RedpwnCTF 2021 - web/notes
5 min read

RedpwnCTF 2021 - web/notes

The notes challenge was a web app for "Texting things to yourself, but online!" based of Fastify which is a Fast and low overhead Node.js web framework.

As mentioned here, I took part in the redpwnCTF with some friends from Hacksouth. There were three web challenges that I worked on; two of which I collaborated on with a team member.

web/notes - Unsolved

The notes challenge was a web app for "Texting things to yourself, but online!", based off Fastify which is a Fast and low overhead Node.js web framework.

Looking at the source code, it was clear that it was a bit more complicated than the web/cool challenge, but in short:

  1. This app has frontend components which interact with an API;
  2. Users can register and login through the respective API functions;
  3. Logged in user can create notes and tag them as Public or Private;
  4. Logged in user can view notes;
  5. Visitors can view Public notes of any user.

By understanding the source code, and trying out the web app through registering a user and adding some notes, two main observations are made that may lead to an XSS vulnerability:

Add note form
Viewing added notes

1. Although there is a dropdown to tag the note as Public or Private, there is no "backend" validation on this value before creating the note. So the value can really be set to any value.

# ./notes/modules/api-plugin.js
      schema: {
        body: { type: 'object',
          properties: { body: { type: 'string' }, tag: { type: 'string' } },
          required: ['body', 'tag'],
    (req) => {
      if (!req.auth.login) throw error('Not logged in!', 401);
      if (req.auth.username === 'admin')
        throw error('No admin notes please!', 400);
      db.addNote(req.auth.username, { body: req.body.body,  tag: req.body.tag, });
      return {};
Changing tag by intercepting the request
Custom tag displayed

2. When displaying the note to the user, there is some output validation on:
- Any of <>"' are replaced with HTML entities on the body of the note.
- The tag of the note is truncated if it is more than 10 characters.

// ./notes/public/static/view/index.js
(async () => {
  const request = await fetch(`/api/notes/${user}`);
  const notes = await request.json();

  const renderedNotes = [];
  for (const note of notes) {
    // this one is controlled by user, so prevent xss
    const body = note.body
      .replaceAll('<', '&lt;')
      .replaceAll('>', '&gt;')
      .replaceAll('"', '&quot;')
      .replaceAll('\'', '&#39;');

    // this one isn't, but make sure it fits on page
    const tag =
      note.tag.length > 10 ? note.tag.substring(0, 7) + '...' : note.tag;
    // render templates and put them in our array
    const rendered = populateTemplate(template, { body, tag });

  container.innerHTML += renderedNotes.join('');

With that in mind, there may to be an XSS attack vector here making use of the available characters in the tag parameter of the note avoiding truncation, and perhaps constructing an XSS payload across multiple notes, bodies and tags.

This means that one can use the tag of the first note to start the payload, you can use the body of the second note for the bulk of the payload, and then finally the tag of the second note to make it a valid HTML. This may trigger a script to turn this into a usable XSS  attack.

# Note 1:
{"body":"Anything","tag":"XSS payload < 10"}

# Note 2:
{"body":"Additional XXs Payload content","tag":"End the XXS payload < 10"}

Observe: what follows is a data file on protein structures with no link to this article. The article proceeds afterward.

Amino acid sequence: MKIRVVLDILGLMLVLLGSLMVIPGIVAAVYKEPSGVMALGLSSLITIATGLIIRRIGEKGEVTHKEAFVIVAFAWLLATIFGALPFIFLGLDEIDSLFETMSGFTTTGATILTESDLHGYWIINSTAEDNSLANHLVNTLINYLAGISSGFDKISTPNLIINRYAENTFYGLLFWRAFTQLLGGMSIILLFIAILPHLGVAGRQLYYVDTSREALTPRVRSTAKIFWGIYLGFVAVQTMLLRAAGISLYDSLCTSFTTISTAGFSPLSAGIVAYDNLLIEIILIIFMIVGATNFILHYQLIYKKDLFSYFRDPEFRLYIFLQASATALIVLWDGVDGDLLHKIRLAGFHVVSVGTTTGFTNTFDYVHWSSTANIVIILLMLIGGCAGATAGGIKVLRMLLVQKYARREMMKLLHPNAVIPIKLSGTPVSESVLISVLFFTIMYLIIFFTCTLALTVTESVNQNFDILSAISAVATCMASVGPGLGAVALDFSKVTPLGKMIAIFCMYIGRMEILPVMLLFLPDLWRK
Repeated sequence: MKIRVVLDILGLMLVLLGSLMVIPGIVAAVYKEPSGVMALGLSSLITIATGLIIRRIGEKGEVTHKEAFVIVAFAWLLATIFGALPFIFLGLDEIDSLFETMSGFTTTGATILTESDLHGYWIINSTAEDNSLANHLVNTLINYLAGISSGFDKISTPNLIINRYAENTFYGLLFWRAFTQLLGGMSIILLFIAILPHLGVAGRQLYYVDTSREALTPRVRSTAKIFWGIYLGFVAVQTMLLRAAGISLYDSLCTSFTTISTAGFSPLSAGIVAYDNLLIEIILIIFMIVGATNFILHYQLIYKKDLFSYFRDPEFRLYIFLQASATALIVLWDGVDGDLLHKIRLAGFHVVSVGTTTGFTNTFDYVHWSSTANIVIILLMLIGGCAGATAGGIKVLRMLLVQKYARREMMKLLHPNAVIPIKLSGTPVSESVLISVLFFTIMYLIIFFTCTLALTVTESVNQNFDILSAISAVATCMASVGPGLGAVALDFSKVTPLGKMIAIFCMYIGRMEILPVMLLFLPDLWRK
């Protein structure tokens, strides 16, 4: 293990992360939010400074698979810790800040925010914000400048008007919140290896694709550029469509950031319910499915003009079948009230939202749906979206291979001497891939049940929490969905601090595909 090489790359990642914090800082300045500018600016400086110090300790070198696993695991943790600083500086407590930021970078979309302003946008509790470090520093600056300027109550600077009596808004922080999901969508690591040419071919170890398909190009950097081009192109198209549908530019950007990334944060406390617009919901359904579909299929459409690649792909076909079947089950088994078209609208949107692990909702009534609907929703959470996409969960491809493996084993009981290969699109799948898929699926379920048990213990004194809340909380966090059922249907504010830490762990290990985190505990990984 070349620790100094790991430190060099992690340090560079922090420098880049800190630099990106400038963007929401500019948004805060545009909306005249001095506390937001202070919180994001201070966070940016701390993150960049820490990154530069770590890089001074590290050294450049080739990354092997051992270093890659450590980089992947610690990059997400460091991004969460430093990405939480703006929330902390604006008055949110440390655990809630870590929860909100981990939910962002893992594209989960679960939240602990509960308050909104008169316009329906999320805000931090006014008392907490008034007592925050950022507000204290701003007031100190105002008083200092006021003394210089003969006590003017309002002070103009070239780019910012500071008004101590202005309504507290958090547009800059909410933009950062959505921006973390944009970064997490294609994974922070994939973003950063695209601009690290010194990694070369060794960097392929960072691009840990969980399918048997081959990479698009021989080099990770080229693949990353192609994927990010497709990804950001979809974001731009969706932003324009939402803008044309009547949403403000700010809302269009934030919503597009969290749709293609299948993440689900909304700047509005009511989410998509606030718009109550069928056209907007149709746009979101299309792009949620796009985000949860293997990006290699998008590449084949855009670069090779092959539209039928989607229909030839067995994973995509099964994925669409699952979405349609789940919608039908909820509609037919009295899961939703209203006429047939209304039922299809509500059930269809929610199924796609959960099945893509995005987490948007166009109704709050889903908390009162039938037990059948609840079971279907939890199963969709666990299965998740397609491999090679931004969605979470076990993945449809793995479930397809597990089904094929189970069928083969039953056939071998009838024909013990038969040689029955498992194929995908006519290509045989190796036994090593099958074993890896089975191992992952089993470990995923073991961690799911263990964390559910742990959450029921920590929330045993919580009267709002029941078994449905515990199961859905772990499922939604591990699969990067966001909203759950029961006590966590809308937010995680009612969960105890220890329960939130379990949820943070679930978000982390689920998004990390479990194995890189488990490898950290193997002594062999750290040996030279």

Full disclosure; we could not get further than this, we did find tiny XSS payloads which we will remember forever, for example, <svg/onload="alert()". However we moved on and never returned to this challenge before the end of the CTF.

I did want to see how others managed to solve this challenge, and found Jokr's blog. It turns out we were very close before moving on; we tried a similar approach, but just didn't implement it correctly, in hindsight, we should have spent a bit more time on this and we would have probably figured it out.

Anyway, as mentioned above, splitting the payload across multiple notes and making use of the note's tag to initially start an XSS payload is a good start.

We did try a random attribute using the <svg> tag during the challenge but could not get it to work. Even after seeing the solution, I experimented more with the <svg> tag and a custom attribute similar to the solution, but to no avail. It does seem, however, that the <style> tag is fine with a custom attribute.

# Note 1:
{"body":"Anything","tag":"<style a='"}

# Note 2:

# Note 3:
Working XSS payload

At this point I am pretty sure that that we would have been able to obtain the admin cookie.

Because we did not complete this challenge, I decided not to explain the remaining steps which may have been required to obtain the challenge's flag. It is still important to at least learn something through understanding where we went wrong, which was the purpose of this post.

Notes for future:

  1. Take the time, and write a quick script using python, it will make it easier to test the different scenarios.
  2. Do not forget about ` , it is just as useful as " and '.
  3. This is a great tip: eval(atob("Javascript in base46").
  4. Don't be afraid to use the <style> tags, it may be less error prone.
  5. IMPORTANT: Something else to remember, not related to the actual challenge, but at some point during experimentation, I removed the output encoding of <>"' and tried a <script> tag in the body, but it didn't work, and this is because of the way the DOM is constructed using innerHTML which turns out that script elements inserted using innerHTML do not execute when they are inserted, see:

There is one more post coming for a challenge which I struggled with and would like to gain some knowledge by reviewing and writing about the solutions made available after the CTF ended.

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